In 2012, I asked a friend to help me assemble a demo reel to show executives in Hollywood I was meeting with after being signed by WME in the reality unscripted genre. I was instructed to show as much movement as possible to attract the interest of these production company folks and lead them to sign me to survival show projects. When I took general meetings, I often answered questions about “What real survival looks like” and to many of these, I replied something along the lines of “boring”. You see, while we are drawn to the flashy movement of television personalities that accept more risk instead of mitigating it or when we are entertained by the concept of naked survivalists, we forget one of the main ideas behind survival is managing your energy output. This is done by limiting movement and resting whenever possible. Just as it was then, filming someone sleeping makes for some pretty terrible television. Hollywood survival show direction neglects to mention the value of sleep and as a result, it is often overlooked by those who are interested in learning about survival and bushcraft.
What is “Good Sleep?”
There might be a misconception about what “good sleep” is. Some might believe that concept only relates to duration. Keep in mind, it’s possible to lay in bed attempting to rest but instead, you toss and turn in a light sleep the whole night. Others might say “good sleep” is regular sleep following your circadian rhythm (essentially how you wake and rest daily) but if we judge what is good by frequency, a person who nods off throughout the day is getting good sleep and we know that is not the case. Overall, all sleep is important but it isn't all good. Sound confusing? It shouldn’t be. Let’s think about the ideal night of sleep. A good night’s sleep can be viewed from the end product, where you feel rested. It should be uninterrupted by any stimulus, and you should transition through the various stages of the sleep cycle and achieve upwards of 8 hours on average. Good sleep is all about quality and not quantity. It’s about developing a healthy sleep pattern. Some folks can operate on 6 hours of sleep instead of 8 and depending on your age, you may need more or less than the overall average. We probably all know a teenager who sleeps upwards of 10 hours at times and that isn’t out of the ordinary for their age. You probably also know people who get insufficient sleep during the night but find a way to get that sleep with a mid-afternoon nap. Again, we need to remember good sleep is about how deeply you sleep and getting to the point where your body is, in effect, paralyzed until it is taken from that state and you regain alertness and consciousness. Sometimes our circadian rhythm is screwed up as we travel, experience jet lag, let the sun keep us awake, and ultimately lose out on a day’s productivity. I’m sure I’m neglecting to use some of the scientific terms but the idea is the same. Deep sleep is the point in your sleep where your body and mind can relax and get the repair they need. Both can only process so much during the day.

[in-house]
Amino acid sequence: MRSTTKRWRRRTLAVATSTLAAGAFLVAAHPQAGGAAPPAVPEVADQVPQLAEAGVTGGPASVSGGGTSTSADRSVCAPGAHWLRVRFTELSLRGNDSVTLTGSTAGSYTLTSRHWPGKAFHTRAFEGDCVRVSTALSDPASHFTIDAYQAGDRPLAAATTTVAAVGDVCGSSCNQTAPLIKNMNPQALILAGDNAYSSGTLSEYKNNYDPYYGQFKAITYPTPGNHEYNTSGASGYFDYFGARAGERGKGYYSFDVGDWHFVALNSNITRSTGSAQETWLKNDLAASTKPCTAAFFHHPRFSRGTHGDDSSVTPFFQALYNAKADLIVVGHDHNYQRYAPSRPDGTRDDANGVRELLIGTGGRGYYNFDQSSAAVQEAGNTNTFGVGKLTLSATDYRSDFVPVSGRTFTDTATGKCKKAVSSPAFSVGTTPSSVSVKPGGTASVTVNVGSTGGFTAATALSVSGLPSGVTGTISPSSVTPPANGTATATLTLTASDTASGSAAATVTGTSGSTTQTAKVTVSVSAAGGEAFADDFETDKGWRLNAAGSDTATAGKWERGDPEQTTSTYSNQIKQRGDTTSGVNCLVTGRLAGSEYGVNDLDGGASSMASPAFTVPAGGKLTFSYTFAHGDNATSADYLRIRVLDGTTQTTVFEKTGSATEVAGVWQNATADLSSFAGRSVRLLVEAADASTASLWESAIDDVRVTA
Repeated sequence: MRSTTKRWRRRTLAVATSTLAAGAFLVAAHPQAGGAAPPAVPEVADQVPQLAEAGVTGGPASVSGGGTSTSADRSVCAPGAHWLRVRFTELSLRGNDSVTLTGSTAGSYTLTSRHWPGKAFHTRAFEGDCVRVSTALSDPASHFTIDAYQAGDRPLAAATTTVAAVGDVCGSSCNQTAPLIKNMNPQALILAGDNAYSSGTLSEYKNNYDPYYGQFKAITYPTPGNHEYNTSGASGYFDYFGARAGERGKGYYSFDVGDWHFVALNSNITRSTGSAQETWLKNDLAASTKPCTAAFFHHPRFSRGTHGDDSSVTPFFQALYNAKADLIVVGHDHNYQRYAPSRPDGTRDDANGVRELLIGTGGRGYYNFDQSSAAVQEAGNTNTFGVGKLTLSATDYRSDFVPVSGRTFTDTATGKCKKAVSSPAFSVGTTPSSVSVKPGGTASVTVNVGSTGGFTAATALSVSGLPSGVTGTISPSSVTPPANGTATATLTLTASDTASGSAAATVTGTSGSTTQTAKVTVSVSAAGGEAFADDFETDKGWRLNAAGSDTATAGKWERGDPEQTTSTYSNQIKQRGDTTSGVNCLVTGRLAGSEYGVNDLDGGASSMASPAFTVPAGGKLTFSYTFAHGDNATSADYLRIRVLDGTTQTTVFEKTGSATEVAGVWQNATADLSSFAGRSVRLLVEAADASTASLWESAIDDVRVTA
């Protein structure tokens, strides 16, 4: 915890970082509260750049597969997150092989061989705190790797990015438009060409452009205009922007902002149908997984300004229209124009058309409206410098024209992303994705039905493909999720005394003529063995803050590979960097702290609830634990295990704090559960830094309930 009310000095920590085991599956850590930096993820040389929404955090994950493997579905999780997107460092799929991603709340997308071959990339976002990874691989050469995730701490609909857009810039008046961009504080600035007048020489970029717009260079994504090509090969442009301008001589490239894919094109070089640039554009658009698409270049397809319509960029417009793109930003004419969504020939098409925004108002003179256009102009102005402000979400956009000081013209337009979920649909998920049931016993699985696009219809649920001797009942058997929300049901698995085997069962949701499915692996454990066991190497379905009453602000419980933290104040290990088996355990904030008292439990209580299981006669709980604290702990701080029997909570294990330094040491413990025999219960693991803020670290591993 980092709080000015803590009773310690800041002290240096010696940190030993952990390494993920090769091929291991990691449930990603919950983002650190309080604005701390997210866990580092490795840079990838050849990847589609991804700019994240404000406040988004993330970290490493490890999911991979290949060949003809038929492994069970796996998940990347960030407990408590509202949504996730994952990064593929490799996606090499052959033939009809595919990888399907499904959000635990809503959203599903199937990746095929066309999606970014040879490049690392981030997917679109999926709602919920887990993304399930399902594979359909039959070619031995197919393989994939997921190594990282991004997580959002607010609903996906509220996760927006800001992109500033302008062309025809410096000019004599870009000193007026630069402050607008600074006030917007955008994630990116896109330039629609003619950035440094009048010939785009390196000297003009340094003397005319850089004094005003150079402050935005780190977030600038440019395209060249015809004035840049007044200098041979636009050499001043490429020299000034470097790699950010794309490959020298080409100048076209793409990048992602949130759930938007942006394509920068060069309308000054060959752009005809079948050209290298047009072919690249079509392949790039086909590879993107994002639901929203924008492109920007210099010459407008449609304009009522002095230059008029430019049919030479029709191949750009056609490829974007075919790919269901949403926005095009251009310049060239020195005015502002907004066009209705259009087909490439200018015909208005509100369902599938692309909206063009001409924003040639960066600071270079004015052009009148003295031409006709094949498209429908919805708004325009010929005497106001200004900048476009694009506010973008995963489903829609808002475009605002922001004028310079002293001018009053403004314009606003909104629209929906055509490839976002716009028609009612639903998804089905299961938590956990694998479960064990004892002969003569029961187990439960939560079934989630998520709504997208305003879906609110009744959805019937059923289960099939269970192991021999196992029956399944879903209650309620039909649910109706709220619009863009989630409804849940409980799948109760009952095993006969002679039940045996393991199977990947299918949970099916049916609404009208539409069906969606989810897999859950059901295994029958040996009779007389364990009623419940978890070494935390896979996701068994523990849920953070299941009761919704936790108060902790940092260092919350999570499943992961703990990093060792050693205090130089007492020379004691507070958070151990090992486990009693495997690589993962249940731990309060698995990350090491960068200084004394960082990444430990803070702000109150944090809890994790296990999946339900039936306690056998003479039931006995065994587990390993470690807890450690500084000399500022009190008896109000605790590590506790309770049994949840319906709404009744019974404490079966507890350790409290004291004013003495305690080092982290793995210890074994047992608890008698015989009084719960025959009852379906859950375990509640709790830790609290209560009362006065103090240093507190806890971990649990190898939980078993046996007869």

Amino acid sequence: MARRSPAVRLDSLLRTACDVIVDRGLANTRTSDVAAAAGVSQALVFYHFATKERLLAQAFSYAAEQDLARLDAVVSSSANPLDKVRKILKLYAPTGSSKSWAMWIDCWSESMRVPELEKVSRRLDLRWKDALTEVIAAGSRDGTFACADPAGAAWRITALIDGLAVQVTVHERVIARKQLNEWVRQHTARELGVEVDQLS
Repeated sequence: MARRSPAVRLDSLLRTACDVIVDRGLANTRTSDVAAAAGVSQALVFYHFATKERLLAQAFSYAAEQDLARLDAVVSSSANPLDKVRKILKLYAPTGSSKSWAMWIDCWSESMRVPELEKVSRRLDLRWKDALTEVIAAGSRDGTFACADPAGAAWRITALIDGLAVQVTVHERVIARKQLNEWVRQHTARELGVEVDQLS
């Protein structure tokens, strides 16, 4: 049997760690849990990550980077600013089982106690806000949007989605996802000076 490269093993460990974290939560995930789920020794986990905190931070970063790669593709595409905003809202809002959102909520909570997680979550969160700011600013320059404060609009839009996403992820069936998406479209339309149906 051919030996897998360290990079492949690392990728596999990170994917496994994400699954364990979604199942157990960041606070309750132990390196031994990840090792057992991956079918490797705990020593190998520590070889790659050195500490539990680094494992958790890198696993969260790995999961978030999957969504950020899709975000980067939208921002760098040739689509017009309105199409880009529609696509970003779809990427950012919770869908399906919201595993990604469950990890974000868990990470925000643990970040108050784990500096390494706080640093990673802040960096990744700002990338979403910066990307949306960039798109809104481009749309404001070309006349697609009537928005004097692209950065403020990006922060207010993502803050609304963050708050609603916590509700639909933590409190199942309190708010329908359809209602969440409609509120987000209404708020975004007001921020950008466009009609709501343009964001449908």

In July 2021, I was challenged to spend 72 hours surviving in the desert of UT with just the contents of a quart-sized Ziploc Bag. I spent a considerable amount of time packing and unpacking that bag before the trip looking for any additional space in the hollows that might have formed as I jammed more equipment inside. I knew the desert was not going to be a hospitable place. The location where this challenge was held was home to mountain lions that routinely killed the local rancher’s cattle and the temperatures were known to swing 40-50 degrees overnight. Comfort was going to be a relative term and I knew the combination of oppressive high heat (Over 100 each day with a high of 112) and lack of food was going to put some strain on my body. Looking over my kit, I decided I could cram 6 Wolf21 gummies in a small Ziploc and include them in my kit. I knew the cold sand, the howls of nearby coyotes, the constant sensation of bugs crawling over me, and the general discomfort that needed something to counter it.